How can we defend Delaware Bay’s ecosystem?

How can we defend Delaware Bay’s ecosystem?

An aerial view of Prime Hook National Wildlife Refuge in Milton, Delaware. Wetlands, like those shown here, has many benefits for a bay's ecosystem, including filtering runoff, mitigating floods, and as a home to baby fish and invertebrates. (Photo courtesy U.S. Fish and Wildlife Service)

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Climate, Water

Fifteen years ago, fishing in the Delaware Bay was drastically different. The diminishing fish population reflects a downturn in water clarity and quality. Bait turns brown within minutes of being placed in the water, and fish fight clouds of mud sweeping down the bay. Just a decade and a half ago, “you would load 200-quart coolers up with croaker, and now you are lucky to catch three,” said Keith Beebe, a Charter Captain from Delaware’s coastal town of Lewes. Each year, the fishing in this area has gotten poorer and poorer.

Some of the ways humans degrade water quality in coastal areas is through nutrient pollution, land-use change, and industrial contamination. The Delaware Bay and its tributaries are not only affected by activities in the immediate area, but from those that might occur at the far reaches of the watershed. These upstream inputs of pollution eventually work their way downstream to the bay where they are accumulated and compounded.

“One of the largest sources of pollution is from fertilizers that lead to nutrient pollution and eutrophication within our waterways,” said Taylor Deemer, a Master of Science student in Marine Biosciences at the University of Delaware, Lewes campus. 

Deemer explains that farmers anticipate losing a portion of the fertilizer that they put down on their fields to runoff from rain events. As a result, to ensure that their crops receive the proper amount of nutrients, they often put down extra. These nutrients are not just useful for promoting the growth of terrestrial plants, but also promote the growth of aquatic ones as well, such as phytoplankton. Eutrophication is when these excess nutrients reach the bay, leading to what is known as algal blooms, which are proliferations of various phytoplankton species.

Phytoplankton is generally a good thing in aquatic systems, as it provides much of the oxygen that aquatic organisms need to survive. These bloom events, however, lead to bacterial growth that draws down the oxygen levels and lead to fish kills for those organisms that can’t escape the area.

Options to combat nutrient pollution would be to simply use less pesticides, herbicides, and fertilizers. An additional option is to find methods of application that incorporate the fertilizers into the soil, rather than just spreading them across the surface where they run off more easily.

Delaware Bay dredging
The U.S. Army Corps of Engineers dredged more than 1 million cubic yards of sand from the Delaware Bay, shown here, and used it to build a dune and berm at the Prime Hook National Wildlife Refuge on behalf of the U.S. Fish & Wildlife Service. Storms caused breaches and degraded part of the marsh, which is an important stopover site for migratory birds and provides protected breeding habitat for threatened and endangered species. Berms aren’t the only answer for watershed restoration, but they can help restore wetlands. (Tim Boyle/USACE).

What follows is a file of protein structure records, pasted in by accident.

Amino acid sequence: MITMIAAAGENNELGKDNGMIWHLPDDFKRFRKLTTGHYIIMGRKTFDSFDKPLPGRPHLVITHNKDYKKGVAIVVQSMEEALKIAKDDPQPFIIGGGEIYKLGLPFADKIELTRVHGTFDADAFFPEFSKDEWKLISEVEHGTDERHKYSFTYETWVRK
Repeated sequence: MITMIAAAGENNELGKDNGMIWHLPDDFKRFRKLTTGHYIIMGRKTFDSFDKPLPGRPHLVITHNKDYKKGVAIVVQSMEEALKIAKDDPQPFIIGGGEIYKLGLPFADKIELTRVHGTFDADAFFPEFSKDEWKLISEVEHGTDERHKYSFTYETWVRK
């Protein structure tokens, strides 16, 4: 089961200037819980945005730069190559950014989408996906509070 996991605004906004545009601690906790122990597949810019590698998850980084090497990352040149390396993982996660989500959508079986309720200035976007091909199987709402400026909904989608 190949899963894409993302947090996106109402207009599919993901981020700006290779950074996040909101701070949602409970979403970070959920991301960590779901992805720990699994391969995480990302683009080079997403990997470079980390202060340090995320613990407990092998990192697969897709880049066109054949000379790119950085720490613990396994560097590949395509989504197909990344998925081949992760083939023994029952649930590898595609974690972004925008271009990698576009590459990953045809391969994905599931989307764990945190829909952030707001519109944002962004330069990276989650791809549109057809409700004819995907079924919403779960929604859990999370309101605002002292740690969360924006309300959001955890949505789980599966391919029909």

Another issue that promotes these blooms is land-use change. Changing the usage of land is especially problematic when coastal salt marsh environments are removed and used for other purposes, like home developments, shopping centers, and industrial properties. Salt marshes, when present, act as buffers between the mainland and the estuaries. They absorb runoff pollution from the mainland, trapping it in the sediments. These systems also mitigate coastal flooding events by acting as a drainage area during times of increased water level, such as major storms or extreme tidal events.

Deemer added: “They also provide a nursery habitat for many species of fish and invertebrates, acting as a safe space for the young to grow and mature.”

baby bog turtle
A bog turtle, like this one that just hatched, is just one of the many species found in wetlands and marshes, and that use the area as a nursery. (Rosie Walunas/U.S. Fish and Wildlife Servide) 

I, personally, have spent countless hours educating the public on the importance of these wetlands as the creative director of a team of UD students. As a team, we constructed a display on vernal pools for the 2018 Philadelphia Flower Show. With this display, we illustrated how crucial ephemeral pools and wetlands are to the reproduction and development of aquatic species. 

When speaking with Deemer, I asked whether building berms to combat nutrient pollution would be effective. But he said, “It would be really difficult to intercept all of the water by building berms. It would be much easier and more environmentally friendly to promote wetland habitat protection and restoration.”

Wetland restoration was the focus of the University of Delaware’s piece at the flower show. The exhibit urged attendees to contact their local department of natural resources to find out if there are certification programs in their areas. Some states even have programs where citizens document vernal pools so they are protected. And you can do the same from your home, and your state. Just look up your local department of natural resources, or check for a local extension office

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algae, clean water, delaware bay, pollution, runoff, Waste, waterways, wetlands

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